The concept of the common good has been of particular focus in the Christian tradition, most notably in Catholic Social Teaching. The Compendium of the Social Doctrine of the Catholic Church contains a particular section on this subject in general, and when considering the division of goods in particular, the Church recommends “an invitation to develop an economic vision inspired by moral values that permit people not to lose sight of the origin or purpose of these goods so as to bring about a world of fairness and solidarity.”2 This invitation is a call to morally responsible political action which involves those in the political arena itself but also, crucially, the democratic process of nations too – meaning the people at grassroots level. It is an interesting aside to consider in which direction the notion of common belonging takes us politically, particularly with regards to the issue of property and ownership of goods. At first one might assume a communist agenda is in order but such literalist interpretations need not be so heavily applied. An interpretation likely to be a truer representation of Catholic Social Teaching is a communitarian spirit, applied practically through the importance of values such as sharing and proper respect for one’s neighbour. This may of course have some resonances with communist ideology – that of equal distribution of goods, but where the Catholic teaching differs from the political ideology is in its foundation. Theological underpinnings always declare themselves to be above political ideologies, for according to the Abrahamic traditions, God is the central and integral reason for anything existing, therefore political discourse is subservient to the divine reality.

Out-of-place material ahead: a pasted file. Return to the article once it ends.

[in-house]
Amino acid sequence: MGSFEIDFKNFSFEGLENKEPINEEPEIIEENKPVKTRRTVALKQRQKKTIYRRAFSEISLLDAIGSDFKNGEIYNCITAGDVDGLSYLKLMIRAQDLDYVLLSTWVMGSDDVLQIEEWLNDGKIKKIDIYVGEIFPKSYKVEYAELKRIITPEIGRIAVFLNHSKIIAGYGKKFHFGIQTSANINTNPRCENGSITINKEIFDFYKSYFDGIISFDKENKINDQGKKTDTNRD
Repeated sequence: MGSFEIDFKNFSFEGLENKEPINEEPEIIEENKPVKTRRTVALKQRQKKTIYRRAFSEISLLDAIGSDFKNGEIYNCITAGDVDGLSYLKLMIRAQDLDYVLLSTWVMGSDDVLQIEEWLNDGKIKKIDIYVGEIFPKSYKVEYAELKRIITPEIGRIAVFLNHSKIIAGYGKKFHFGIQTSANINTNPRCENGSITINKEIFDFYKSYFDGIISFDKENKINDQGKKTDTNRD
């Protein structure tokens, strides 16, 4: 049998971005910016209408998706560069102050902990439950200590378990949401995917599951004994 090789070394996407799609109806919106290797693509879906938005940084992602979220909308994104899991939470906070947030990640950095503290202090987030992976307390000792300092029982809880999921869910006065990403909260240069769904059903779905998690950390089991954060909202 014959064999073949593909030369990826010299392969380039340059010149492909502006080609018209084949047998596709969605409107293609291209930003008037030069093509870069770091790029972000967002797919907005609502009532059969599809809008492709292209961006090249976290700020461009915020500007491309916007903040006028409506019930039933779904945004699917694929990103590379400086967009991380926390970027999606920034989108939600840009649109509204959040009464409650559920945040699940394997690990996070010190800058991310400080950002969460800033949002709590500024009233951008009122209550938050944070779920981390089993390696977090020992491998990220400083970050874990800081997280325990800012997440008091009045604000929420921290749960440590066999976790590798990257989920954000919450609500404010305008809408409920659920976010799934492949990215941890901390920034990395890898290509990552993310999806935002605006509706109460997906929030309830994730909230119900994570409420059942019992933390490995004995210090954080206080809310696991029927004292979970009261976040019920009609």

In this short essay I have postulated that it is necessary to conduct one’s political engagement in a moral framework which should be theologically minded. This does not require one’s engagement to be absolutely subservient to religion, but rather open to the idea that human existence has as its underlying reason, an omnipotent being who desires not only union and relationship with humanity but a peaceful existence; one which cannot be achieved solely through human endeavour, but in an eschatological dimension which has not yet been revealed to human intelligibility.

1 Seán O’Riordan, ‘Towards a Theology of Peace’, The Furrow 30:3 (March 1979), 144-154,, 145. Accessed 06/08/2017.
2 Pontifical Council for Justice and Peace, Compendium of the Social Doctrine of the Church. Part I, Chapter IV, section IIIa, 174, right to conscientious objection, accessed 06/08/2017.